Table 1 shows a summary of our review including the historical development, role titles used, regulatory measures, and highest educational level for APNs for the places reviewed globally. Currently approximately 50 nations either have APNs or are developing the role (Schober & Affara 2006; Sheer, 2007.). This global trend is an outcome of the interplay of factors related to dynamic changes in healthcare services as well as in the nursing profession. The emergence of APNs requires a healthcare environment that treasures multidisciplinary efforts and the unique contribution of APNs in improving access to care particularly in a cost-containment era for health care. Together with a favored external environment, the development of advanced practice requires the readiness of the profession. Each place has its unique social, cultural, and economic context in which APNs exist. The challenge lies within each place for clearly defining the APN role, providing education needed for advanced practice, and establishing the scope of practice and regulations.
Table 1. Historical Development, Role Titles Used, Regulatory Measures and Highest Education Level for APNs for the Places Reviewed Globally
|America / Canada||Commenced in early 1970s; APNs help improve access to care||CNS, NP, APN||Provincial / territorial legislation||Master level|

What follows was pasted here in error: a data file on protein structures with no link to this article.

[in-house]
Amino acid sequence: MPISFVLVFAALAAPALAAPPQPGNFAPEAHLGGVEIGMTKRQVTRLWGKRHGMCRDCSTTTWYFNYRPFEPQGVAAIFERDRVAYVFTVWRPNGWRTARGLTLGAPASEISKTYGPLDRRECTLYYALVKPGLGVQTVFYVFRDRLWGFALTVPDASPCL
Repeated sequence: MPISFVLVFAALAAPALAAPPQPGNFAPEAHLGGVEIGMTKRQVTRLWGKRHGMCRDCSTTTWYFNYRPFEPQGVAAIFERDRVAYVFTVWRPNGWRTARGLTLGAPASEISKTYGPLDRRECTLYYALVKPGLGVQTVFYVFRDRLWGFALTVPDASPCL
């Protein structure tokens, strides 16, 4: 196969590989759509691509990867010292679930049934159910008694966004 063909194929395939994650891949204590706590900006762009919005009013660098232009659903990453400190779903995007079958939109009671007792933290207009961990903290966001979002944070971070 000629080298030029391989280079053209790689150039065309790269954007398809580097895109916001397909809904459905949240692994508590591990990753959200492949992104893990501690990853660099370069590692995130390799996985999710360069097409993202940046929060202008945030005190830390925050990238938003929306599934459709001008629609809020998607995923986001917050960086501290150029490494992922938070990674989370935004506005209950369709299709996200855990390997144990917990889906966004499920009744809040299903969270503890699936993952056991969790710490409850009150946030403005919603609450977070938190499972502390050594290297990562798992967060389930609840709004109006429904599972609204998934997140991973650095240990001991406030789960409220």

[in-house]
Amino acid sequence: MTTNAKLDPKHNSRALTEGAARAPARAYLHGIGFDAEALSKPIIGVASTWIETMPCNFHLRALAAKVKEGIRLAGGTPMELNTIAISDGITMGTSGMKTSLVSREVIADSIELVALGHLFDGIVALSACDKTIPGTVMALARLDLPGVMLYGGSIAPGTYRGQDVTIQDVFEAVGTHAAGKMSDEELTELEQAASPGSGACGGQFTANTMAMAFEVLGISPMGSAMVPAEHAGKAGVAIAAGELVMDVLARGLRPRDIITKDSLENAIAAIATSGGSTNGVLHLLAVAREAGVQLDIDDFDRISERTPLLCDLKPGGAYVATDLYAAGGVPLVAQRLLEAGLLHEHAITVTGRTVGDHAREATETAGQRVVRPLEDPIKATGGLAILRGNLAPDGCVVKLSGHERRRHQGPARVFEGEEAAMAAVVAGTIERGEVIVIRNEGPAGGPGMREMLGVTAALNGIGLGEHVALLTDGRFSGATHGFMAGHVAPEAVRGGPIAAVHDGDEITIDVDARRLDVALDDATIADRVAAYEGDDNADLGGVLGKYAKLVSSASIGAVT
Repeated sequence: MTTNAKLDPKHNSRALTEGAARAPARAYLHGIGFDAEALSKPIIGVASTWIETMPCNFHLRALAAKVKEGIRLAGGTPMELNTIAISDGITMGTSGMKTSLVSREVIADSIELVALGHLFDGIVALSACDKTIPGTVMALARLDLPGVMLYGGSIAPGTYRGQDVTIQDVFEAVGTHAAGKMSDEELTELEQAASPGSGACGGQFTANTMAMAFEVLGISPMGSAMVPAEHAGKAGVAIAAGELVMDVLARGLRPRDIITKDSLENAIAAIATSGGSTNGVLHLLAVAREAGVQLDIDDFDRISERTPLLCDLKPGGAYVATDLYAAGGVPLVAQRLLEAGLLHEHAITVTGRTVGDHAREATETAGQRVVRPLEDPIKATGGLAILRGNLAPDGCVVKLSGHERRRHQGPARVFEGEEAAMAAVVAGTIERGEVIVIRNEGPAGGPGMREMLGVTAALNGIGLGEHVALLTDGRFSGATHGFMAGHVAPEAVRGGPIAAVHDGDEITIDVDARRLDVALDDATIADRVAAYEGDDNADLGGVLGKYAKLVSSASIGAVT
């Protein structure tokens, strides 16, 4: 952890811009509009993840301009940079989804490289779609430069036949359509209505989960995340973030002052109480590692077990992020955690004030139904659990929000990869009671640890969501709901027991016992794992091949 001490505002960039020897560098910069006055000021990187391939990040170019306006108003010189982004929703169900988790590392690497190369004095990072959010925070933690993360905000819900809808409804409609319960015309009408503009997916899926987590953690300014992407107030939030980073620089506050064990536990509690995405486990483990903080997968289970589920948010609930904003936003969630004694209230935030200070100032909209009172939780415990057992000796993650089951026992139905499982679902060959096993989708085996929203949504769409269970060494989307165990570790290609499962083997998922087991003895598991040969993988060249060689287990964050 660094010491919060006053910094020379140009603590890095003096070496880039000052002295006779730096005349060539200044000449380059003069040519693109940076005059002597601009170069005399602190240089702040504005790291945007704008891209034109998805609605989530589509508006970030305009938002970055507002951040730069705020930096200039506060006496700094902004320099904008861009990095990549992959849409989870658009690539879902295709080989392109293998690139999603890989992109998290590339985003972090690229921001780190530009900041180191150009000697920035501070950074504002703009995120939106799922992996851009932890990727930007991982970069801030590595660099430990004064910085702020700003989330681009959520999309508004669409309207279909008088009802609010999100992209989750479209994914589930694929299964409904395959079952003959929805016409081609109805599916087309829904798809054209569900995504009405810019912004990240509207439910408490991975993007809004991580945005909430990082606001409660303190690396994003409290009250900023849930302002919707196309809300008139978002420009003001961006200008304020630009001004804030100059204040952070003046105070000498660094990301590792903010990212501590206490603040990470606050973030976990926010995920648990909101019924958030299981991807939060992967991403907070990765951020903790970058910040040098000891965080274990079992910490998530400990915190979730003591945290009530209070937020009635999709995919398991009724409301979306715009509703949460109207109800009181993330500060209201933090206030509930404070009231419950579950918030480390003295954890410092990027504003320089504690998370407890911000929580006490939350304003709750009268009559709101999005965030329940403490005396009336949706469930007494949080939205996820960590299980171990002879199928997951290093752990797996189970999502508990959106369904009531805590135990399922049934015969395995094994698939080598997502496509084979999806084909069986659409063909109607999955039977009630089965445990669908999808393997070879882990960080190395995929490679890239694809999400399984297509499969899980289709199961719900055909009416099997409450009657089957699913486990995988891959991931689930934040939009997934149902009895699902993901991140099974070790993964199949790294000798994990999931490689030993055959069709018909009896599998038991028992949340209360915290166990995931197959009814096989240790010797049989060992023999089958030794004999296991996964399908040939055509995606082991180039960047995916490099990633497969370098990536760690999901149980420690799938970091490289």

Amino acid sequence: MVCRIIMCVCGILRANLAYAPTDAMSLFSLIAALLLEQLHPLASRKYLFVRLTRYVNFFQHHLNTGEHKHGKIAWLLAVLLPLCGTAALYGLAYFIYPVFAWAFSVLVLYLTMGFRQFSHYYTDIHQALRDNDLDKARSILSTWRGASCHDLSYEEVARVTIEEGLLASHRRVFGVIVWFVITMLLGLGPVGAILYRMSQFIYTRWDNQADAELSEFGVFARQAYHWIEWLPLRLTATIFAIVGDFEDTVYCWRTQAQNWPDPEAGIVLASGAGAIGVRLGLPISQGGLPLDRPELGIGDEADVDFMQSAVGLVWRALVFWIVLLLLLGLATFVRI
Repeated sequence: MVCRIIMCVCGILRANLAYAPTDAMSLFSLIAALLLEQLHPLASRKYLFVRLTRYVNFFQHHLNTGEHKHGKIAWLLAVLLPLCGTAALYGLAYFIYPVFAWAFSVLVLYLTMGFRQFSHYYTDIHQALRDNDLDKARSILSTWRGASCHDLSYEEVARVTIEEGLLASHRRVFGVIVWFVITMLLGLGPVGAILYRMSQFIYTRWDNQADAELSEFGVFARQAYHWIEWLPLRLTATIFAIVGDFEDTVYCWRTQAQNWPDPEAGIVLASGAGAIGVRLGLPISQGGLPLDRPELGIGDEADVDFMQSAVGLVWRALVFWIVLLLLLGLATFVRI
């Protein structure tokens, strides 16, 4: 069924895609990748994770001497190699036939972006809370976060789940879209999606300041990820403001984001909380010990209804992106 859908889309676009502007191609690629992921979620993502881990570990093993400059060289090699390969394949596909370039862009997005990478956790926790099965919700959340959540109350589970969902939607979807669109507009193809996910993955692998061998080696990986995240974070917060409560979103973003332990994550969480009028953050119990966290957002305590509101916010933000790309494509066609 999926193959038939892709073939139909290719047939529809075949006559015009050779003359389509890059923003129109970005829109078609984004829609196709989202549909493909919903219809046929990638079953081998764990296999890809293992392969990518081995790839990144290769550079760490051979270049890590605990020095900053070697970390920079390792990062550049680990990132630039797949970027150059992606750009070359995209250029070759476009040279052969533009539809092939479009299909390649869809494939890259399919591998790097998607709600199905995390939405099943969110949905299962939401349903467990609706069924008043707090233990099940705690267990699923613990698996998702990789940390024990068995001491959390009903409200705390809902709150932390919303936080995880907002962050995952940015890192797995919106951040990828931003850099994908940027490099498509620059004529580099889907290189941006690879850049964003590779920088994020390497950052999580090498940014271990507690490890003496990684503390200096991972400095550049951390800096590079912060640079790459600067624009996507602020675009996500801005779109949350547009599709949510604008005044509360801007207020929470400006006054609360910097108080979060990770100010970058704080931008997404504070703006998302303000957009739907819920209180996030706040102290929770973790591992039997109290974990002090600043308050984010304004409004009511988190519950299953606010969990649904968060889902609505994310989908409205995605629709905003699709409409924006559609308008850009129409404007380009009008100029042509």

|America / Latin America||Efforts initiated in 2000s||NP||No reported document||No Advanced level education established|
|America / United States||Commenced in 1940s; APNs help improve health outcome, access to care, contain cost||CNS, NP, nurse anesthetist, nurse midwife, nurse case manager||State legislation||Master level|
|Africa||Commenced in 2000s, improve access to care||NP||No reported document||Master level|
|Asia / China||Commenced in 1990s (in Hong Kong and Taiwan); improve health outcome, access to care||NP, CNS, APN||National legislation in Taiwan, Professional certification in Hong Kong, no regulation in mainland China||Master level|
|Asia / Japan||Commenced in 2000s, improves access to care||CNS||Professional certification||Master level|
|Asia / Korea||Commenced in 1950s, improves access to care||APN||National regulation||Master level|
|Asia / Singapore||Commenced in 2000s, improves access to care||APN||National registry||Master level|
|Asia / Thailand||Commenced in 2000s, improves access to care||NP, APN||National regulation||Master level|
|Australia||Commenced in 1990s, improves access to care||CNS, NP, APN||State / territorial legislation||Master level|
|New Zealand||Commenced in 2000s, improves access to care||CNS, NP, APN||National legislation||Master level|
|Europe/ Belgium, Germany, Switzerland and the Netherlands||Commenced in 2000s, improves access to care, cost effective care||NP, APN||No reported document||Master level|
|Europe / Nordic countries||Commenced in 2000s, improves access to care,||CNS, NP, APN||No reported document||Master level|